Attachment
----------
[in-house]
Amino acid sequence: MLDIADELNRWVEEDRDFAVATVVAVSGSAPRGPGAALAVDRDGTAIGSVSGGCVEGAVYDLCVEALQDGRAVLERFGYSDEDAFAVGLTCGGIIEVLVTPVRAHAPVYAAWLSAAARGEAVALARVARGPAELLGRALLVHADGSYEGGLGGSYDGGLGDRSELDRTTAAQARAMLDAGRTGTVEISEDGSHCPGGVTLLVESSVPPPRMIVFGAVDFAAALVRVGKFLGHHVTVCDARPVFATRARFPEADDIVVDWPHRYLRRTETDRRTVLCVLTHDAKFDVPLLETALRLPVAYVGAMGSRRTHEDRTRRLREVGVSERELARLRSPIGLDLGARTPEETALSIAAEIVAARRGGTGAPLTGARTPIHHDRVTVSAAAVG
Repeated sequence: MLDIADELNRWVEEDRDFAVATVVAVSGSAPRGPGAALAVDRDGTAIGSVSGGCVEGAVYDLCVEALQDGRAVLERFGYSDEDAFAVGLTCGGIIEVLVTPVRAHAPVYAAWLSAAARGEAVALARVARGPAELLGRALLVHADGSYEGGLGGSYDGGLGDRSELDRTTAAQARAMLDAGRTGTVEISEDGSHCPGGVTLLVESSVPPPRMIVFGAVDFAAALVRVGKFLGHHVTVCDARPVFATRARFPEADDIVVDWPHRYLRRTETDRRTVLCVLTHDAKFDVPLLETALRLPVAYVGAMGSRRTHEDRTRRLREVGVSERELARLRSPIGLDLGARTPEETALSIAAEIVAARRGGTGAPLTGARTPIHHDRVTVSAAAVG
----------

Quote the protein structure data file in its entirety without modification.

[in-house]
Amino acid sequence: MLDIADELNRWVEEDRDFAVATVVAVSGSAPRGPGAALAVDRDGTAIGSVSGGCVEGAVYDLCVEALQDGRAVLERFGYSDEDAFAVGLTCGGIIEVLVTPVRAHAPVYAAWLSAAARGEAVALARVARGPAELLGRALLVHADGSYEGGLGGSYDGGLGDRSELDRTTAAQARAMLDAGRTGTVEISEDGSHCPGGVTLLVESSVPPPRMIVFGAVDFAAALVRVGKFLGHHVTVCDARPVFATRARFPEADDIVVDWPHRYLRRTETDRRTVLCVLTHDAKFDVPLLETALRLPVAYVGAMGSRRTHEDRTRRLREVGVSERELARLRSPIGLDLGARTPEETALSIAAEIVAARRGGTGAPLTGARTPIHHDRVTVSAAAVG
Repeated sequence: MLDIADELNRWVEEDRDFAVATVVAVSGSAPRGPGAALAVDRDGTAIGSVSGGCVEGAVYDLCVEALQDGRAVLERFGYSDEDAFAVGLTCGGIIEVLVTPVRAHAPVYAAWLSAAARGEAVALARVARGPAELLGRALLVHADGSYEGGLGGSYDGGLGDRSELDRTTAAQARAMLDAGRTGTVEISEDGSHCPGGVTLLVESSVPPPRMIVFGAVDFAAALVRVGKFLGHHVTVCDARPVFATRARFPEADDIVVDWPHRYLRRTETDRRTVLCVLTHDAKFDVPLLETALRLPVAYVGAMGSRRTHEDRTRRLREVGVSERELARLRSPIGLDLGARTPEETALSIAAEIVAARRGGTGAPLTGARTPIHHDRVTVSAAAVG